When Max Talbot's NHL career wound down, he decided he wanted to continue playing the game he loved. So, he signed a contract with Yaroslavl of the Kontinental Hockey League in Russia.
For Talbot, who is bilingual in Quebec French and English, being in a foreign country and not knowing the language was a culture shock.
"For me, I was older in age where I was thinking I was going there for one year, one season," said Talbot, who played in the KHL from 2016-19. "So, you're kind of like 'Oh, I'll just wing it.' But looking back, if I knew I was going to be there for three years, I would have really put my mind into learning the language faster and more efficiently."
That's where an app like Duolingo, which was founded and based in Pittsburgh, would have come in handy.
"It's a great advantage now to have apps like this because they help you learn," said Talbot, who became a local hero after scoring both goals in Pittsburgh's Game 7 Stanley Cup victory in 2009. "I remember I went to Russia and I used an app like Duolingo to try and actually learn a new language and it gave me the basics."
Video: Max Talbot speaks with the media.
Talbot has returned to Pittsburgh to act as the team's French Ambassador on French Language Night on Friday night against his hometown Montreal Canadiens. The night is presented by Duolingo.
Other French elements for the game include Kris Letang reading the "House Rules" in French on the video board, arena ushers welcoming fans in French and language features in the gameday program IceTime.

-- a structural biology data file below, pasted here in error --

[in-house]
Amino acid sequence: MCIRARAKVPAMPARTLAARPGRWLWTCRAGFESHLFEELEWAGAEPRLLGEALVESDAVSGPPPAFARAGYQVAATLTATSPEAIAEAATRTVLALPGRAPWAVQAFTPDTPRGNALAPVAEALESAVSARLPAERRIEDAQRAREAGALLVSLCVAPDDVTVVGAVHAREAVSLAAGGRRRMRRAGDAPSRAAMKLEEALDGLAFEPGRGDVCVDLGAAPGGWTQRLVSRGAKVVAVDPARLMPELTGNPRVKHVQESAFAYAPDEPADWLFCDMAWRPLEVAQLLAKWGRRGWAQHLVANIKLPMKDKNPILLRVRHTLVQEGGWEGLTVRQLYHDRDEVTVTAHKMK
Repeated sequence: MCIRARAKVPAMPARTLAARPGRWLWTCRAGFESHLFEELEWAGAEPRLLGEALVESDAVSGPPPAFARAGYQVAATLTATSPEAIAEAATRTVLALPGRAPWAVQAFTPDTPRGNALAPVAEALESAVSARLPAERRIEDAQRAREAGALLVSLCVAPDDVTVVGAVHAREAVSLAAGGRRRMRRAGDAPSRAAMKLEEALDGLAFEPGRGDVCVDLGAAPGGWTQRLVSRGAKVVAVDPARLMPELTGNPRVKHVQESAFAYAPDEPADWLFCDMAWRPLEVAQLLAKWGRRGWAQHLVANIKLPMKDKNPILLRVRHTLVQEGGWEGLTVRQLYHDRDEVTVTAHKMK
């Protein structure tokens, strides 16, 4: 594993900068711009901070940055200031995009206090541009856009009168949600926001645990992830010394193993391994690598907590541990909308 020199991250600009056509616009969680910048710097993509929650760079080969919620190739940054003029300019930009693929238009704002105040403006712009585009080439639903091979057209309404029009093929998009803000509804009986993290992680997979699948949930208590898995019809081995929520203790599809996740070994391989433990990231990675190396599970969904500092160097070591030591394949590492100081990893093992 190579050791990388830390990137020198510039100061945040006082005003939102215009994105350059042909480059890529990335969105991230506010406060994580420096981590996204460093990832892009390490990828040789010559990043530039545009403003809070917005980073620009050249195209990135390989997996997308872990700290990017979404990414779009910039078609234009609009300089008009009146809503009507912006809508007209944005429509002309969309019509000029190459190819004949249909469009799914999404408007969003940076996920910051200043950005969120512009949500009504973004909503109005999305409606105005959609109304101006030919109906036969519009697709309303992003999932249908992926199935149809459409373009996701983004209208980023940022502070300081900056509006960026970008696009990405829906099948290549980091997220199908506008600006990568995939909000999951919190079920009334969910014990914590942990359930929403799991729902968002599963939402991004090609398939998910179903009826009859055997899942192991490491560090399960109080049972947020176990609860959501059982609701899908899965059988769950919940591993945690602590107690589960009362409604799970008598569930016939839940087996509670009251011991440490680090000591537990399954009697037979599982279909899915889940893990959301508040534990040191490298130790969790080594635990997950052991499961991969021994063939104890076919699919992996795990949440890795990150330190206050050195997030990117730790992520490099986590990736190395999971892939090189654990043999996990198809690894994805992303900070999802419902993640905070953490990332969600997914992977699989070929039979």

"I'm very excited to be here. It's an honor to be back here and be part of this Duolingo partnership for tonight," Talbot said Friday afternoon. "You can expect my voice on the PA announcements doing the goals in French."
Talbot, who retired from hockey in 2019, has been practicing his French in anticipation of his PA duties.
"I've been watching a lot of Habs games with the PA announcer and I'm like, 'What are the terms?'" Talbot quipped. "As a hockey player, sometimes you just block out the noises so you don't really pay attention to that stuff. I'm anxious about it (laughs). We'll see if I use the right words and right grammar and right penalties for spearing and stuff like that."
He added: "I hope there's not too many penalties, by the way."
Talbot, a native of French-speaking LeMoyne, Quebec, started English emersion in sixth grade. He played in the Quebec Major Junior Hockey League with Hull and Gatineau before moving to the United States.
Even then, he was surrounded by French-speaking teammates in Marc-Andre Fleury and Pascal Dupuis, and the owner and hockey legend hailed from Quebec.
"My first French memory of being part of the Pittsburgh Penguins was probably after I first got drafted at my first training camp. Mario Lemieux would invite all the French-Canadian players to his home," Talbot said. "We created something for Mario when we were there with all the guys and just getting to spend time with Mario Lemieux as a kid, you're 18 years old and he's your hero."
And with the Penguins' long history of French players, it only made sense for Duolingo, which boasts over 300 million total learners, to host a French Language Night.
"I think it's a great idea for Duolingo to take their energy and put it into a French Language Night," Talbot said. "I think the Penguins have a great French heritage, starting with Mario (Lemieux) to Pierre Larouche to Jean Pronovost. I was just trying to think about all the guys I played with, my French-Canadian teammates and there's a lot. A lot that had a big impact on the Penguins' history. I'm glad to be the ambassador of this night and having fun with this tonight."